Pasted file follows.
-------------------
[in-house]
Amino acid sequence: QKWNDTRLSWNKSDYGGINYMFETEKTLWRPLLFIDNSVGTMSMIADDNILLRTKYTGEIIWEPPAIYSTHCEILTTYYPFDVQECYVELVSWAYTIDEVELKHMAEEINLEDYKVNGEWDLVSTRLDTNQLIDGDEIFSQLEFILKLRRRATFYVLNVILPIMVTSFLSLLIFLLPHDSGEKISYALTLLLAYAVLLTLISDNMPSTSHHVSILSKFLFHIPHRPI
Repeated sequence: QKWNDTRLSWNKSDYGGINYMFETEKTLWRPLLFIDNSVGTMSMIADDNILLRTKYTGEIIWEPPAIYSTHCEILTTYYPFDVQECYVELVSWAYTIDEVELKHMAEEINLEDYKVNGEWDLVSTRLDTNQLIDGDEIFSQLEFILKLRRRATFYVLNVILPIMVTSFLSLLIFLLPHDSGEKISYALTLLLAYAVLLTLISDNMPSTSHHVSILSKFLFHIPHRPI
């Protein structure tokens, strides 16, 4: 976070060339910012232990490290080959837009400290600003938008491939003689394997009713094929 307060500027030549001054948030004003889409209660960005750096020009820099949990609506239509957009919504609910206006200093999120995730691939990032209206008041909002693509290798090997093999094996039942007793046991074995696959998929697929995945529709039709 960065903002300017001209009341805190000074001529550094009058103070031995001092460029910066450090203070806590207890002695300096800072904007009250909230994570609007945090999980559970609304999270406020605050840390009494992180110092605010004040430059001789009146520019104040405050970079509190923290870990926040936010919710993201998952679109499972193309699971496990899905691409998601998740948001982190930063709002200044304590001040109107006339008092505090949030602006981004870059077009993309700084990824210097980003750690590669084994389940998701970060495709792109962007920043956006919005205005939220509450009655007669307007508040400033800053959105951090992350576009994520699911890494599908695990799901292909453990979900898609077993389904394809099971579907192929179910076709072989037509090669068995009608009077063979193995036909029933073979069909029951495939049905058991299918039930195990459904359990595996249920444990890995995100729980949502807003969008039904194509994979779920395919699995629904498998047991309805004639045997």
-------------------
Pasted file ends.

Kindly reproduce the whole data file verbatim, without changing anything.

[in-house]
Amino acid sequence: QKWNDTRLSWNKSDYGGINYMFETEKTLWRPLLFIDNSVGTMSMIADDNILLRTKYTGEIIWEPPAIYSTHCEILTTYYPFDVQECYVELVSWAYTIDEVELKHMAEEINLEDYKVNGEWDLVSTRLDTNQLIDGDEIFSQLEFILKLRRRATFYVLNVILPIMVTSFLSLLIFLLPHDSGEKISYALTLLLAYAVLLTLISDNMPSTSHHVSILSKFLFHIPHRPI
Repeated sequence: QKWNDTRLSWNKSDYGGINYMFETEKTLWRPLLFIDNSVGTMSMIADDNILLRTKYTGEIIWEPPAIYSTHCEILTTYYPFDVQECYVELVSWAYTIDEVELKHMAEEINLEDYKVNGEWDLVSTRLDTNQLIDGDEIFSQLEFILKLRRRATFYVLNVILPIMVTSFLSLLIFLLPHDSGEKISYALTLLLAYAVLLTLISDNMPSTSHHVSILSKFLFHIPHRPI
């Protein structure tokens, strides 16, 4: 976070060339910012232990490290080959837009400290600003938008491939003689394997009713094929 307060500027030549001054948030004003889409209660960005750096020009820099949990609506239509957009919504609910206006200093999120995730691939990032209206008041909002693509290798090997093999094996039942007793046991074995696959998929697929995945529709039709 960065903002300017001209009341805190000074001529550094009058103070031995001092460029910066450090203070806590207890002695300096800072904007009250909230994570609007945090999980559970609304999270406020605050840390009494992180110092605010004040430059001789009146520019104040405050970079509190923290870990926040936010919710993201998952679109499972193309699971496990899905691409998601998740948001982190930063709002200044304590001040109107006339008092505090949030602006981004870059077009993309700084990824210097980003750690590669084994389940998701970060495709792109962007920043956006919005205005939220509450009655007669307007508040400033800053959105951090992350576009994520699911890494599908695990799901292909453990979900898609077993389904394809099971579907192929179910076709072989037509090669068995009608009077063979193995036909029933073979069909029951495939049905058991299918039930195990459904359990595996249920444990890995995100729980949502807003969008039904194509994979779920395919699995629904498998047991309805004639045997």